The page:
"Nothing stays the same," the members of Yo La Tengo sing on "Ohm," a line that doubles as universal truth for the long-running indie-rock crew, which has embraced evolution as one of the keys to its existence.

"Nothing stays the same," the members of Yo La Tengo sing on "Ohm," a line that doubles as universal truth for the long-running indie-rock crew, which has embraced evolution as one of the keys to its existence.

The band's concerts can be unpredictable affairs - often by design (see the "Spinning Wheel" tour, in which an audience member decided the fate of a show by spinning a giant onstage wheel) - and even its best-known songs are constantly morphing and taking on new, unexpected shapes. On Stuff Like That There, from 2015, Yo La Tengo interspersed new tracks and cover songs alongside reimagined takes culled from the band's own catalog. Included are a power-washed version of "Deeper Into Movies" and an airier, somehow more delicate take on "All Your Secrets," which comes on less like an invitation to unburden oneself than an assurance those words will remain safely guarded.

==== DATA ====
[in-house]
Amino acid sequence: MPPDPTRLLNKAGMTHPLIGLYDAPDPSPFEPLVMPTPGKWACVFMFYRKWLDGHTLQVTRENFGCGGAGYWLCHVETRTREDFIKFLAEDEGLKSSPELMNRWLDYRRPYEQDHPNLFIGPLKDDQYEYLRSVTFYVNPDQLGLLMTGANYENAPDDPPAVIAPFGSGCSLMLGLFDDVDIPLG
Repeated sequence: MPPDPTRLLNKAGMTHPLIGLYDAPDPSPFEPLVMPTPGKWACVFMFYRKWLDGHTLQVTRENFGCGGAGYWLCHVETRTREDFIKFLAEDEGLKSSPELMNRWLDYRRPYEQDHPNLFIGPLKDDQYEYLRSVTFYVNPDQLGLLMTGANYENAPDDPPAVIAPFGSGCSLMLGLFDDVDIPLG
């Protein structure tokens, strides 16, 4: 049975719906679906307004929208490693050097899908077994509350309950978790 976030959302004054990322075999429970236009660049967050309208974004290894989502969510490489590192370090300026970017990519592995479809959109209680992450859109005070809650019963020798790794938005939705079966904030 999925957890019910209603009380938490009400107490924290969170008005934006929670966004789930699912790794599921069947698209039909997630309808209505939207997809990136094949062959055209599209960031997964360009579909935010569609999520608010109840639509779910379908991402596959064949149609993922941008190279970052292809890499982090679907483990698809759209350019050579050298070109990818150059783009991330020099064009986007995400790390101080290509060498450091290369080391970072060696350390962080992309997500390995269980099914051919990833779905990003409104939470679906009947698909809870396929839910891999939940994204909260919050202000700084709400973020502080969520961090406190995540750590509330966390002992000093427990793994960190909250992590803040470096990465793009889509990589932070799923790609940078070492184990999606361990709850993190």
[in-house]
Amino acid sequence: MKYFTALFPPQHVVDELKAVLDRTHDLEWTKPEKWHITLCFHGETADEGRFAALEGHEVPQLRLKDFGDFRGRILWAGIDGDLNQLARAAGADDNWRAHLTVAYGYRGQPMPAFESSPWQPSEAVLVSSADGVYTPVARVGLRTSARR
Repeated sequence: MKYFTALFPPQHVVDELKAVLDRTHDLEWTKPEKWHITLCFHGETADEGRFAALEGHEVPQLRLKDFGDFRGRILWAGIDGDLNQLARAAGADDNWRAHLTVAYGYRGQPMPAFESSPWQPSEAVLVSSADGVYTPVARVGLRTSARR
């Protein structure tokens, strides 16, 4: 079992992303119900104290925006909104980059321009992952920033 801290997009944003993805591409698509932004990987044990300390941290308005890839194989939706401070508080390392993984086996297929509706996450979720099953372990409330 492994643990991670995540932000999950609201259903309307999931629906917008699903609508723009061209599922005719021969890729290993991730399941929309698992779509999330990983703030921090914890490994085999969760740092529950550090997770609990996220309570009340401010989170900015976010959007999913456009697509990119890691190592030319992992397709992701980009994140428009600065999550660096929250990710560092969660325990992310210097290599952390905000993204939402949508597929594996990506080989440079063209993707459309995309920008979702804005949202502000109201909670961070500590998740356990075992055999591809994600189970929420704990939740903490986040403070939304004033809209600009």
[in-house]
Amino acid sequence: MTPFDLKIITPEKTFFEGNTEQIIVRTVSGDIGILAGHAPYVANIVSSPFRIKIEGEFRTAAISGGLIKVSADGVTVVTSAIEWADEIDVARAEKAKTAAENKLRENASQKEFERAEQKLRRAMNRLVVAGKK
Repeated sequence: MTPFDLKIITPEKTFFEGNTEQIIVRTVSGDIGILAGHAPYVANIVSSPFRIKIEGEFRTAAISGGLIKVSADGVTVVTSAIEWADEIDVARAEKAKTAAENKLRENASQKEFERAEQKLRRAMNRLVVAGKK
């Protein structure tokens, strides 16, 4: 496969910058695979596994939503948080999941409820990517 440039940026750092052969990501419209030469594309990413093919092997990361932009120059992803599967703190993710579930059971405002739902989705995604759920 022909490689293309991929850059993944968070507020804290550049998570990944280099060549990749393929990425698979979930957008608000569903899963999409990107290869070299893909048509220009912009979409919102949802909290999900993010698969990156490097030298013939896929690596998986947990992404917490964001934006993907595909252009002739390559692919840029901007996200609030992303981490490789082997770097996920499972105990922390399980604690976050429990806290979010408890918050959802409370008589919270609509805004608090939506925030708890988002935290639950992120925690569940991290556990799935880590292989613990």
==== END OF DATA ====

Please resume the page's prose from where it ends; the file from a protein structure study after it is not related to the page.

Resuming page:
Last fall, former member Dave Schramm joined the band on guitar to help it celebrate the 25th anniversary of Fakebook, an album that paired five originals with 11 covers culled from the group's deep record collection (The Flamin' Groovies, Rex Garvin & the Mighty Cravers and so on). For this current run, however, Yo La Tengo is reverting to a trio, featuring long-standing members Ira Kaplan, Georgia Hubley and James McNew. Whatever form the group will take next, however, is anybody's guess.